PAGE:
On a purely practical level, the intercession of the saints makes perfect sense to me.
Yes, God is everything to me, but he’s not the only thing. In other words, I cannot navigate life without the assistance of God’s creatures (both living and dead). Whether it is the immediate help of a friend whom I ask for assistance, an ancestor who assisted in my physical existence, or better still, some historical figure whom I’ve never met before, but who is nevertheless responsible for much of the wisdom and prosperity that I enjoy in my culture today.
In this sense, then, man does not live by God alone.
If this weren’t really the case, then why would we even begin to thank anyone for anything? Indeed, where there’s a will, and some good received, then gratitude should ensue. It brings to mind that popular joke about the man drowning, who refuses various forms of help/intercession under the pretext that “God will save him.”
He eventually drowns, and subsequently finds himself standing before God, only to discover that God had employed those aforementioned individuals as agents of His saving help.
We are not mere puppets of God, we are, by His generosity, partners and ambassadors in his plan for salvation.
And that all makes perfect sense to me on a practical level. But looking for clear Biblical evidence that human beings can come to our assistance post-mortem always poses a bit of a challenge for any number of reasons. Thus, when I heard some readings at Mass I had to do a double-take.
I’ve heard numerous individuals invoke the book of Revelation (e.g. Rev. 5:8 and 8:3-4) as a defense of the doctrine of intercession, but I always found the argument somewhat unconvincing- if only because divine activity is so otherworldly and symbolic (how could it be anything else?). And this is part of the difficulty in making the case.
How do we make something so otherworldly, a little bit more “earthly”… if only for a moment?
Enter the prophet Elisha and the following reading:
“Then Elisha, filled with the two-fold portion of his (Elijah’s) spirit, wrought many marvels by his mere word. During his lifetime he feared no one, nor was any man able to intimidate his will. Nothing was beyond his power; beneath him flesh was brought back into life. In life he performed wonders, and after death marvelous deeds.” Sirach 48:12-14
Had I misread the passage? I read it again. No, that’s precisely what it said “after death he performed miracles.” The critique I had always heard about the intercession of the saints seemed refuted by this simple statement.
Whenever I had previously attempted to draw the analogy of human and divine behavior, I was often reminded by those attempting to refute this that the rules of this life don’t apply on the other side of the curtain. In this life, I was told, you are allowed to accomplish Godly works for the sake of the kingdom, but after death, not so much.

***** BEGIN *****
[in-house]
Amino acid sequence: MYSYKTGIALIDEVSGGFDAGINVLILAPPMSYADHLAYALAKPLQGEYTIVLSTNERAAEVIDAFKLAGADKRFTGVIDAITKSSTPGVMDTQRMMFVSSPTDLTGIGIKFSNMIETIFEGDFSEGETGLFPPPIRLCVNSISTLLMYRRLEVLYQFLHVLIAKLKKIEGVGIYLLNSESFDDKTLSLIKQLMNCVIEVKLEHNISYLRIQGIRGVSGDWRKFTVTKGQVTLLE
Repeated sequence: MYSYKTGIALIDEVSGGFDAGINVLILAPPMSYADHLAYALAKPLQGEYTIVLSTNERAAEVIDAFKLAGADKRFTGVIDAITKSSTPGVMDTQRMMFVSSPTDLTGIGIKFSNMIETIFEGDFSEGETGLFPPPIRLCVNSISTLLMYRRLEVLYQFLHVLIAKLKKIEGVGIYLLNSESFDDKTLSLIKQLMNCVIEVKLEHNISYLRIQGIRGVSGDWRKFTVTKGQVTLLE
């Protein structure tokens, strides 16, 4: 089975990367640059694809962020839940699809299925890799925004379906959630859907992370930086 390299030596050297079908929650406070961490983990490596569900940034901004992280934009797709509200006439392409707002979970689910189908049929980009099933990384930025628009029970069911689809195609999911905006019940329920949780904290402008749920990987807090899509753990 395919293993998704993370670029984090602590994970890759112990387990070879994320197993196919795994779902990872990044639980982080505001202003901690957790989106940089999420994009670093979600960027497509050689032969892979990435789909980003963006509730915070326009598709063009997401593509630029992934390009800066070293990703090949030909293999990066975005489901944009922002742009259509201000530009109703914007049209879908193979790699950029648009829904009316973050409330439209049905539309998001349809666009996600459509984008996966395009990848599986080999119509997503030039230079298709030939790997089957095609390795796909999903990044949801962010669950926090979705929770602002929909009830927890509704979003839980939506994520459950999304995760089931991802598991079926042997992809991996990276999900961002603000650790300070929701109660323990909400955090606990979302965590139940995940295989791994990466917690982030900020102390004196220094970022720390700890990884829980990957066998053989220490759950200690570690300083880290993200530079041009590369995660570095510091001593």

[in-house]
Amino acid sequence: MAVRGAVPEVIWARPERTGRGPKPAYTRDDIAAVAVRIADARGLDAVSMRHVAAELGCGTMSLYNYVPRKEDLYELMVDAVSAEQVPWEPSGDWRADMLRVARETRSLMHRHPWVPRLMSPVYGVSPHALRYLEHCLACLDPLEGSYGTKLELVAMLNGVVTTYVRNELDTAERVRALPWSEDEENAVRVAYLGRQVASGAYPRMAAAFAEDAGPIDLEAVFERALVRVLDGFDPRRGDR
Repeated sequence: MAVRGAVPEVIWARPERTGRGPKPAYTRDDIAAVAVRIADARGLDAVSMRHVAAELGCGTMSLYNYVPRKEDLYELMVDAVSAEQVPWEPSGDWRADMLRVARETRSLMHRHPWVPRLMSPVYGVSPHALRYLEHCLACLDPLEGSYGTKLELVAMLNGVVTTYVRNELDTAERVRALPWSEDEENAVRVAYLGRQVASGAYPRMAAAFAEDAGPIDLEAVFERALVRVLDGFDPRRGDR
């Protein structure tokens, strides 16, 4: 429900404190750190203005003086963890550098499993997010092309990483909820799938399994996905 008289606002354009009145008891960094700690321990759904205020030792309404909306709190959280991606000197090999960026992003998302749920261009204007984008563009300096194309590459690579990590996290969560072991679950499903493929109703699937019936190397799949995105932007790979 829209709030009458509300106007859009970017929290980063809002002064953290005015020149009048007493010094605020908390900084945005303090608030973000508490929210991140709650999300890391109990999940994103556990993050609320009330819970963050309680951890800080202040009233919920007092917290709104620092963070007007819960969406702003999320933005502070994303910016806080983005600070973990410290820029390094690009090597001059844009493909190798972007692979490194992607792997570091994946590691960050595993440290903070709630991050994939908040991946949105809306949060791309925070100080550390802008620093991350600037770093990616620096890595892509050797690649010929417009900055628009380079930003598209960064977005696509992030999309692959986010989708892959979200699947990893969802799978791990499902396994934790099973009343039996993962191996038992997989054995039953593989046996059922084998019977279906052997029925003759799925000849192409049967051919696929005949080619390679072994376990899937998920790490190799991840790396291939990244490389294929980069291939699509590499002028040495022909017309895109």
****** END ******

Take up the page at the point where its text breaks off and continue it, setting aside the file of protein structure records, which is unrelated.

And yet, here was a verse, one that I do not remember ever having read before, suggesting something suspiciously like a saint interceding after his physical death. How much more direct do we need it to be? I’ll state it again; “After death he performed marvelous deeds.”
This is not to suggest that Elisha is in some kind of competition with God. Quite the contrary, the point is death does not change our ability to love God and serve our neighbor. As a matter of fact, one might argue that our close proximity to God in the next life might only serve to bolster our efforts in this respect.
All the same, one may point out that Sirach is part of the Septuagint, and not accepted as part of the Protestant canon. And indeed, if there were no related verses to support my claim, I would agree that my argument would seem to be on shaky ground.
However, what is most compelling to me about this passage is not simply what it says, but rather that it further corroborates and clarifies another passage which is in every Christian Bible:
“Elisha died and they buried him. Now the bands of Moabites would invade the land in the spring of that year. As they were burying a man, behold, they saw a marauding band; and they cast him into the grave of Elisha. And when the man touched the bones of Elisha he revived and stood up on his feet.” Kings 13:20-21
Hence, not only was Elisha capable of performing miracles in this life, but apparently, as both passages suggest, he “performed marvelous deeds” even after death. What marvelous deeds you may ask? See the aforementioned passage.
In one fell swoop these corresponding texts not only point to the possibility of holy figures effecting miracles after death, but something still more shocking, that healing exists quite literally within their very bones.
From the Catholic perspective, these relics are not seen as an amulet, but rather derive their potency from the same Source they always did. Whether in life or death, the prophet’s power comes from their unshakable union with God.
Still, one common counter argument to this claim goes something like this – “Prophets may have been necessary before Christ, but now that Christ has come and died once for all, there is no longer a need for them.” Yet Christ did not come to abolish saints and prophets, rather he came – as the following prophets suggest – to share his intercessory power with all of his people, not just a select few:
“And Joshua, the son of Nun, the servant of Moses, answered and said; ‘My lord Moses, forbid them!’ And Moses said unto him. Enviest thou for my sake? Would God that all the Lord’s people were prophets, and that the Lord would put his spirit upon them!” Numbers 11:28-29
“And afterward, I will pour out my Spirit on all people. Your sons and daughters will prophesy. Your old men will dream dreams, and your young men shall see visions” Joel 2:28
Were not these very words of Hebrew Scriptures fulfilled at Pentecost… and afterwards?
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